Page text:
In March 1970, at the tender age of 10, I wrote a theme called “The Sport I Prefer,” in which I tried to explain to my primary school teacher what made football (soccer) my preferred sport. I explained the fundamentals of football and briefly reviewed other sports, from the relay race to the giant slalom. I told her that I like to play football, but warned her that “after playing a lot, a few times I sweat, and other times I get tired.” I told her that I was rooting for Fiorentina, my city’s football team. The team had just won the Italian Championship and was playing in the European Cup of Champions, the predecessor to the current Champion’s League.
I concluded my theme with a wish: “I hope to become a player of my team: Fiorentina.” I illustrated my theme with a drawing with the lily of Florence and the purple flag, the team color for Fiorentina. (It is for this reason we Florentines say we have a “purple heart.”) My grade? 7 (out of 10).
Fortunately, that long ago theme wasn’t lost: I found it after my mother’s death, along with another theme about my memories (you can imagine at 10 years...) and a couple of school report cards, carefully preserved in a trunk in the attic. I’m proud of the ideals expressed in that paper, even though I never became a football player. At the age of fifteen my love for volleyball, which I continued to cultivate until I was fifty, replaced my passion for football.
As with many childhood aspirations (I wanted to be a truck driver, an archaeologist, a biologist), the careers I imagined as a child were replaced by other dreams. After twenty-five years in the publishing world, here I am talking about finance; an activity that started as a hobby and has now become a great passion.
In the title of this article, I risked provocation by combining Warren Buffett’s idea of Focus Investing in stocks with my focus on CEFs. In his book, The Warren Buffett Portfolio (1999 edition, page 2), Robert G. Hagstrom summarizes Buffett’s ideas as follows:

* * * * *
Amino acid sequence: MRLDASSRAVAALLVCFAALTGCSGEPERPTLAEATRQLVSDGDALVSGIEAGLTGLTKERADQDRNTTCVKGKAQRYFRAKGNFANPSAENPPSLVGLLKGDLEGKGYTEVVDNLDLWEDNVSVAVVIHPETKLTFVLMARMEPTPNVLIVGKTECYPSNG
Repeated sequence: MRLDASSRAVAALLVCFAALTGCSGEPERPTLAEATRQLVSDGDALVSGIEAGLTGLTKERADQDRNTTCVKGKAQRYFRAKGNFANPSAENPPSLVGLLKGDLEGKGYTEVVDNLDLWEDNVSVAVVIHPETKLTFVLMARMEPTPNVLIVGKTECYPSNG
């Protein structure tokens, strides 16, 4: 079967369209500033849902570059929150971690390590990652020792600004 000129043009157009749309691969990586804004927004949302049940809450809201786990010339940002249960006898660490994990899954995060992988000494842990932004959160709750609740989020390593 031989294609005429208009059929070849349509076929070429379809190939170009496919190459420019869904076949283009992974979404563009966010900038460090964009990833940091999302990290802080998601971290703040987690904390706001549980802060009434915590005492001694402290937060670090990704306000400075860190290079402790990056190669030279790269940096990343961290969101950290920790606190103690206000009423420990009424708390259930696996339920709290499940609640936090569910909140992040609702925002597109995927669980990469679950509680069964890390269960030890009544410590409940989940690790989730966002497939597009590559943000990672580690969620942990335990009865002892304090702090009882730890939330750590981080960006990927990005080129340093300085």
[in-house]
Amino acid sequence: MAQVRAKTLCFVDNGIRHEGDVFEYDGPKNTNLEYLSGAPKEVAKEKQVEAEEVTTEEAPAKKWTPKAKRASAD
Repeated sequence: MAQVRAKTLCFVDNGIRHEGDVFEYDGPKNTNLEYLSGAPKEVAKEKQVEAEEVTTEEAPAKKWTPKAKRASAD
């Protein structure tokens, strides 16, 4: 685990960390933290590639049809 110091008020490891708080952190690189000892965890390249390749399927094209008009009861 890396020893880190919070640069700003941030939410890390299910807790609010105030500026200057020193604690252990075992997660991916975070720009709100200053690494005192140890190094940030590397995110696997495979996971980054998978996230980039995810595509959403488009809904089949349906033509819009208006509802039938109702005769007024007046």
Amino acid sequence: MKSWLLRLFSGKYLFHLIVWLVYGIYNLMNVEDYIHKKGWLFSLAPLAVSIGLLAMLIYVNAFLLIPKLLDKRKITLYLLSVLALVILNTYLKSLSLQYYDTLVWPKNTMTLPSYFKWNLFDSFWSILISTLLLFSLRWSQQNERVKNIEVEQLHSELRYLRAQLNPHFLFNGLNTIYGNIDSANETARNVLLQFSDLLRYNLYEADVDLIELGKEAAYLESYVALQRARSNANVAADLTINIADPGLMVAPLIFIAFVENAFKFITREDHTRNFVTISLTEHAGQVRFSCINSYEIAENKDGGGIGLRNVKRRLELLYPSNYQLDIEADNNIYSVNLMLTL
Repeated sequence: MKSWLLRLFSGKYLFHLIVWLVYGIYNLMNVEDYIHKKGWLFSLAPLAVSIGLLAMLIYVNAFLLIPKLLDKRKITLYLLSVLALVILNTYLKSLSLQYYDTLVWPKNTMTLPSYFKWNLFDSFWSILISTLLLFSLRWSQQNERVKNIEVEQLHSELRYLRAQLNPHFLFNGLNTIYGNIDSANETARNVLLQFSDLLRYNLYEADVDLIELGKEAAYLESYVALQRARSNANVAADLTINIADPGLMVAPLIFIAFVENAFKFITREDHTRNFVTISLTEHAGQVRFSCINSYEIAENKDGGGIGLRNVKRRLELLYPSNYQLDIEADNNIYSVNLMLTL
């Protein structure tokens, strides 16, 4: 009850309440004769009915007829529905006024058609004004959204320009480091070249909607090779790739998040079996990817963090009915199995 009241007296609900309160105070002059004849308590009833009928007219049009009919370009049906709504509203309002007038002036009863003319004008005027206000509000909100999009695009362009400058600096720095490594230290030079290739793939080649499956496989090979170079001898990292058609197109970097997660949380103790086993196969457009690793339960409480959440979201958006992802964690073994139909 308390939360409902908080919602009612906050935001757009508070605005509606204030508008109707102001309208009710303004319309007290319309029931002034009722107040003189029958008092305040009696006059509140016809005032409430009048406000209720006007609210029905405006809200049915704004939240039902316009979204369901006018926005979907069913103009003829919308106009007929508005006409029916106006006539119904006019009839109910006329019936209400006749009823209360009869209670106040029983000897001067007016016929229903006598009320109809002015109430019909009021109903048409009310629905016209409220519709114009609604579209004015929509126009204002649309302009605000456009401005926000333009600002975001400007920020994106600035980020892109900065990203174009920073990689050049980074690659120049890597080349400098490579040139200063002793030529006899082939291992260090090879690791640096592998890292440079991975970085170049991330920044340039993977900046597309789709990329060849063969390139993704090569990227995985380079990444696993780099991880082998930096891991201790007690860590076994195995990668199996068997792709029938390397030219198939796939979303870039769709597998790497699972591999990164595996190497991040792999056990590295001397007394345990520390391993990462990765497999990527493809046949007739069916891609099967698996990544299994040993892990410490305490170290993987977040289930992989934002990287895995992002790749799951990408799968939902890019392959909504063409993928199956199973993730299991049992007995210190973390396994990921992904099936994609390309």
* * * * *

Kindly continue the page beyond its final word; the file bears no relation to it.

Choose a few stocks that are likely to produce above-average returns over the long haul, concentrate the bulk of your investments in those stocks, and have the fortitude to hold steady during any short-term gyrations.
For the purpose of my rule of thumb for CEF investing, Hagstrom’s guidance can be restated as: “Choose a few CEFs that are likely to produce above-average returns over the long haul, concentrate the bulk of your investments in those CEFs, and have the fortitude to hold steady during any short-term gyrations.”
But how do you choose CEFs “that are likely to produce above-average returns over the long haul?” The essence of the matter lies in the necessary due diligence and attention in order to not be enchanted by unsustainable yields in the long run. With returns that are often double-digit percentages, CEFs are widely considered an ideal tool for income investors. CEFs are funds that contain dozens of holdings within them, but of course respond to market dynamics just like any single financial security and are subjected to the continuous arm wrestling between short-term speculation and long-term investment. Like any other security, a CEF must be carefully studied and evaluated to understand its advantages and pitfalls. Above all, this study is important in order to avoid exposing yourself to painful losses in your capital account when you select funds with returns that appear too good to be true; indeed, sometimes they are.
Over the years my passion for finance has focused more and more on the study and selection of CEFs. What fascinates me most about CEFs is that they are investing structures characterized primarily by the fact that they are closed. After the Initial Public Offering (IPO), capital does not flow into them when investors buy shares or flow out when investors sell shares. Unlike open-end mutual funds, shares of the securities that comprise a CEF are not individually traded with the sponsoring fund family. Instead, the CEFs themselves are traded in the marketplace at prices that can be above (at “premium” to) or below (at “discount” to) their NAV.